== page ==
PRINCETON — When Gov. Eric Holcomb converted a statewide mask mandate to a mask advisory earlier this week, he left the option open for local governments or businesses to still require people wear masks as a COVID-19 precautionary measure.
Holcomb’s mandate still applies to state buildings, COVID-19 vaccination and testing sites, and local schools through this school year.
Tuesday, Gibson County Commissioners voted unanimously to extend the mask mandate for people entering county government buildings, after length discussion of the topic.
Commissioner Ken Montgomery, the only person who didn’t wear a mask at Tuesday’s regular session at the North Annex meeting room, said it was the first time he’s been able to use his hearing aid without pulling it out with a mask.
Board of Commissioners President Warren Fleetwood said he checked with other counties, some of which have opted to follow the governor’s move from mandatory masks to advisory only in their counties.
“The health health department, obviously with the (COVID-19 case) numbers going up, appreciates the community wearing masks,” said Gibson County Health Department Nurse Administrator Diane Hornby. She said county health board members want to encourage people, “even if it’s not a mandate, that you wear your masks.” Hornby said she’s still concerned about the possibility of increases in cases following spring vacations and Easter holiday gatherings. “We know that it’s (wearing masks) the right thing to do. We strongly recommend that people continue wearing masks,” she said.
Gibson County Chamber of Commerce Executive Director Patty Vanoven noted that there’s an outdoor event on the square this weekend.
County Attorney Jason Spindler asked commissioners to address the checkpoint screening at the Gibson County Courthouse in place now. Health department staff man the checkpoint, but he said some type of sign-off sheet for people who enter the building attesting that they are not experiencing COVID-19 symptoms might work.
Commissioner Mary Key said she thinks it’s important that the mask advisory be followed in public, and that a mask mandate continue in county buildings for the next few weeks.
“In the past, we’ve stayed with what the state has set,” she said. “I wouldn’t want to take it out too much further.”
“I had Covid back in July and I’ve had my vaccine,” said Fleetwood. “I’m at the point now where I’m doing that (wearing a mask) to help other people.”
Key said she would encourage people to continue to wear masks anywhere in public. “We still have a lot of our population who have not had the vaccine.”
“Within our county you’re going to have businesses that will require people to wear masks,” Fleetwood said. “I don’t think I’m doing myself any favors (wearing a mask), but I’m doing this to help other people feel comfortable. I do this for other people. I hope that’s something we can all get behind. At the end of the day, we all need to know that given the governor’s advisory, we’re going to have businesses that require people to wear a mask. We want to encourage people to understand it takes a team, to get behind this as long as we can, and look out for people.” Fleetwood said some businesses may not require a mask, which is their right, but if businesses do require patrons to wear a mask, “then I’m asking people to respect it, to observe it and to show some patience...There may be some places that don’t require a mask. People may just need to be understanding of one another,” he said, take precautions and stay vigilant.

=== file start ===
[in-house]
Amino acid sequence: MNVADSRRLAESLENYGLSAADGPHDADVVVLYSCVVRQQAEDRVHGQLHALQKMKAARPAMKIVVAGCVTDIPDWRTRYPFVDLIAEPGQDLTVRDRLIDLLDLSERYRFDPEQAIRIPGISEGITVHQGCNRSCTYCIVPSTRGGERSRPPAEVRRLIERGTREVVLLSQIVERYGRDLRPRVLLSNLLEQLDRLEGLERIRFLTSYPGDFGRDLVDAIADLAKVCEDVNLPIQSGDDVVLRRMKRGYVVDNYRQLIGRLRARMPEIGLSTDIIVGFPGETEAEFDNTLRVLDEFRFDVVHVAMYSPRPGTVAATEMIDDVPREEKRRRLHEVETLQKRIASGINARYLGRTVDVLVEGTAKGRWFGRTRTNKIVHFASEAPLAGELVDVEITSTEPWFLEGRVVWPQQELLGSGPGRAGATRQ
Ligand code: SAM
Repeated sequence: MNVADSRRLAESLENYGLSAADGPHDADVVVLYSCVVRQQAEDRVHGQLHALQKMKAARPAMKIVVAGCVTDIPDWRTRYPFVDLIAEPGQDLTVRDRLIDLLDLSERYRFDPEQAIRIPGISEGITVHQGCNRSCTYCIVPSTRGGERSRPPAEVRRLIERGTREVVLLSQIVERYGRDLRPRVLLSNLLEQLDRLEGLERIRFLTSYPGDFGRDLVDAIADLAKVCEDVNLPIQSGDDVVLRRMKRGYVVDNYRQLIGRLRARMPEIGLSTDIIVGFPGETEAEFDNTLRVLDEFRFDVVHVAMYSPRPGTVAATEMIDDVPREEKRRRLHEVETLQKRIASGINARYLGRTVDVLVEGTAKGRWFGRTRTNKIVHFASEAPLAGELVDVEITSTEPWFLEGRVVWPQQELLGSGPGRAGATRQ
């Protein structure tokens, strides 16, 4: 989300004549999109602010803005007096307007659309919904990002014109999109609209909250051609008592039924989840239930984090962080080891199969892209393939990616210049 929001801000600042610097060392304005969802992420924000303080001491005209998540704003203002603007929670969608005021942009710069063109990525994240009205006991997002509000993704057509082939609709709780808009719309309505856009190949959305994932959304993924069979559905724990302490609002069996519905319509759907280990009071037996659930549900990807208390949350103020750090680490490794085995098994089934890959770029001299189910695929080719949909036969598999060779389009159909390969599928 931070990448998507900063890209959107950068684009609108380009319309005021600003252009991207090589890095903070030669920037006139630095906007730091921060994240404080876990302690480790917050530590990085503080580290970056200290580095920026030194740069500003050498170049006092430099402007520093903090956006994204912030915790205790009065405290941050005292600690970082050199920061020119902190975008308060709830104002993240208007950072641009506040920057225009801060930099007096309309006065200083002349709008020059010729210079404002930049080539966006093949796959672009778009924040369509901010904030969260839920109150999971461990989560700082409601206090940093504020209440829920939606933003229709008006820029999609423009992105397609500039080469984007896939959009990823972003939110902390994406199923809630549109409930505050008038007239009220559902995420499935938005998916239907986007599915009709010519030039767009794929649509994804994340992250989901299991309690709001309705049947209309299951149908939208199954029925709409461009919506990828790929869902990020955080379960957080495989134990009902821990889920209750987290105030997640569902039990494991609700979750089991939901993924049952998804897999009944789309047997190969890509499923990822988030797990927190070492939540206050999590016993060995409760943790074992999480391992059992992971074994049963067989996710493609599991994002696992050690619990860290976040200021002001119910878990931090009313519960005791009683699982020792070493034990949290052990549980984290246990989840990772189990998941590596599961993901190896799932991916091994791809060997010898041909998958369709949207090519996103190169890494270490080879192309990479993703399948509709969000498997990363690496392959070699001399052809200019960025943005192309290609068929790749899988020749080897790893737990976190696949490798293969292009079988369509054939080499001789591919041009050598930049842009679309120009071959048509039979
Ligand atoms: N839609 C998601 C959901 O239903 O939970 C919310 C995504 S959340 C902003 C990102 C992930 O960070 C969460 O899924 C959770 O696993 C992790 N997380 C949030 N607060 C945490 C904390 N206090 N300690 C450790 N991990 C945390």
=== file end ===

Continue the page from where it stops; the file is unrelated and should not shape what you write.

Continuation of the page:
Hornby noted that the Gibson County Council on Aging’s senior center in Princeton serves a number of senior citizens who don’t feel comfortable going places where people don’t have masks on. “It’s more of a respect thing for the community, for us to continue to wear our masks,” she said.
Hornby said there are people who can’t take the vaccine due to specific health conditions. “We need to protect them too. It’s something you’re doing for the community. I’m vaccinated. I probably don’t need to wear a mask, but I do think it does help quite a bit... When you’re in larger crowds and in confined areas, that’s when it’s really important to keep your masks on.”
“Loosening up the mask mandate struck me funny,” said Cecil “Bob” Allen of Princeton. “If you look at what happened just this last weekend, there were 40,000 people at the (NCAA) tournament in Texas, Spring Break, over two million people flying for Easter vacation — and you’re going to tell me that we’re not going to have another surge of Covid in this United States? There’s nobody in the world who hates wearing this mask more than I do, but it’s something we’ve got to do. If we’re going to save lives, we’ve got to wear our masks and keep people safe,” he said.
Sheriff Tim Bottoms said a mask will still be required entering the Gibson County Jail, until further notice. “We went a full year fighting that stuff to keep it out and it finally got in,” he said of an outbreak in the jail in early March. “We’re going to do what we can do to keep it out further.”
“I stand behind you on that,” Fleetwood told the sheriff.
Hornby emphasized it’s important to get the vaccine, to help prevent the spread as well.
Fleetwood said he thinks making masks mandatory in county buildings, but an advisory recommendation elsewhere, dovetails with the governor’s actions. “I think if we see a dramatic increase in cases we may have to go to a mandate in the county,” he added.
“I’m not looking forward to wearing this (mask) another summer,” quipped Key. But she said she thinks people should continue to wear masks “to protect your family, yourself and your friends.”